Chief judge who defied marriage law is removed
The same jurist got in trouble more than a decade ago for refusing to remove a Ten Commandments monument.
Alabama Chief Justice Roy Moore was removed from the bench Friday for defying the U.S. Supreme Court on gay marriage, more than a decade after he got in trouble for refusing federal orders to move a Ten Commandments monument.
By suspending Moore for the rest of his term, the ninemember Alabama Court of the Judiciary has effectively removed him from office for the second time.
The outspoken Christian conservative was ousted from office in 2013 for his stand in defense of the 2 ½ ton monument he had installed in the state judicial building, but voters later re-elected him.
The judiciary court ruled that Moore defied law already clearly settled by the high court’s Obergefell vs. Hodges ruling when he told Alabama’s probate judges six months later that they were still bound by a 2015 state court order to deny marriage licenses to gays and lesbians.
“Beyond question, at the time he issued the January 6, 2016 order, Chief Justice Roy Moore knew about Obergefell and its clear holding that the United States Constitution protects the right of same-sex couples to marry,” the court wrote in the unanimous decision.
They said Moore also flouted a federal judge’s order that enjoined the judges from enforcing Alabama’s same sex marriage ban after the U.S. Supreme Court’s decision.
The 50-page decision indicated that a majority of justices wanted to completely remove Moore — not just suspend him without pay — but they didn’t have the unanimous agreement. The effect, though, is the same. Moore is off the bench.
Moore’s punishment comes as all three branches of Alabama’s government face upheaval. The Repub-
lican speaker of the state House of Representatives was removed from office this summer for criminal ethics violations.
A legislative committee is weighing whether Gov. Robert Bentley should be impeached over a scandal involving a top aide.
The president of the civil rights organization that filed the ethics complaint against Moore praised the decision as a victory for the state.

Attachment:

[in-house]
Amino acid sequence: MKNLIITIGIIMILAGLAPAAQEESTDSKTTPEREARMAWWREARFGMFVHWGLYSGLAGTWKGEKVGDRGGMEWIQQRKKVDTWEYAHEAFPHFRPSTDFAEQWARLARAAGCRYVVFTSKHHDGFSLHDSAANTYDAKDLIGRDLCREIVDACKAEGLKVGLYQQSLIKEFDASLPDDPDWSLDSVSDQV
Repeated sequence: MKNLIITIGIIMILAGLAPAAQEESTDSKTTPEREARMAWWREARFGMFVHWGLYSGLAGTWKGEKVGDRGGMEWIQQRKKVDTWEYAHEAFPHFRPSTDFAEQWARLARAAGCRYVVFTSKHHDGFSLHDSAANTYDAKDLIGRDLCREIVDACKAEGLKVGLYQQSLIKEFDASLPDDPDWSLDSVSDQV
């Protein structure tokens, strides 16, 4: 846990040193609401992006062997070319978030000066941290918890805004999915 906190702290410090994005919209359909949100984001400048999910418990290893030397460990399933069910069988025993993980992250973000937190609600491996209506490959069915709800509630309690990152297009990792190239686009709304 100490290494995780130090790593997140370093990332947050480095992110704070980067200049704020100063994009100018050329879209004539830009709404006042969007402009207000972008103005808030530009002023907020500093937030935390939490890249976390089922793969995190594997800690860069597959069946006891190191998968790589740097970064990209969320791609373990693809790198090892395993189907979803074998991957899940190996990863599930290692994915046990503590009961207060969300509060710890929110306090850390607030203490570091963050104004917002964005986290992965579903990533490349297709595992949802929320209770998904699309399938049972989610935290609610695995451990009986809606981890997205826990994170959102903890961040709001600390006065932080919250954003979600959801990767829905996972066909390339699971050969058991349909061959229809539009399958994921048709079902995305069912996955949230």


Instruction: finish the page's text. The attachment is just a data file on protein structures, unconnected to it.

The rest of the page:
“Moore was elected to be a judge, not a preacher. It’s something that he never seemed to understand.
The people of Alabama who cherish the rule of law are not going to miss the Ayatollah of Alabama,” said Richard Cohen, of the Southern Poverty Law Center.
A lawyer for Moore called the decision a “miscarriage of justice” and announced an appeal to the Alabama Supreme Court.
“The rule of law should trump political agendas. Sadly, today that is not the case. What this decision tells us today is that Montgomery has a long way to go to weed out abuse of political power and restore the rule of law,” said attorney Mat Staver, who also represented Kentucky clerk Kim Davis in her refusal to issue marriage licenses to gay couples.
Moore, 69, had already been suspended from the bench since May, when the state’s Judicial Inquiry Commission accused him of violating judicial ethics. By the end of his term in 2019, he’ll be beyond the age limit of 70 for judges, unless voters raise the limit in November.
Testifying under oath Wednesday, Moore said he was simply noting a fact — that the Alabama Supreme Court’s order affirming the state’s marriage ban had not been lifted.
“I gave them a status in the case, a status of the facts that these orders exist. That is all I did,” Moore testified.
But lawyers for the Judicial Inquiry Commission told the court that Moore — who once referred to judicial rulings allowing gay marriage as “tyranny” — had been on a mission to block gay marriage from coming to Alabama.
“We are here 13 years later because the Chief Justice learned nothing from his first removal. He continues to defy the law,” argued John Carroll, a lawyer representing the commission.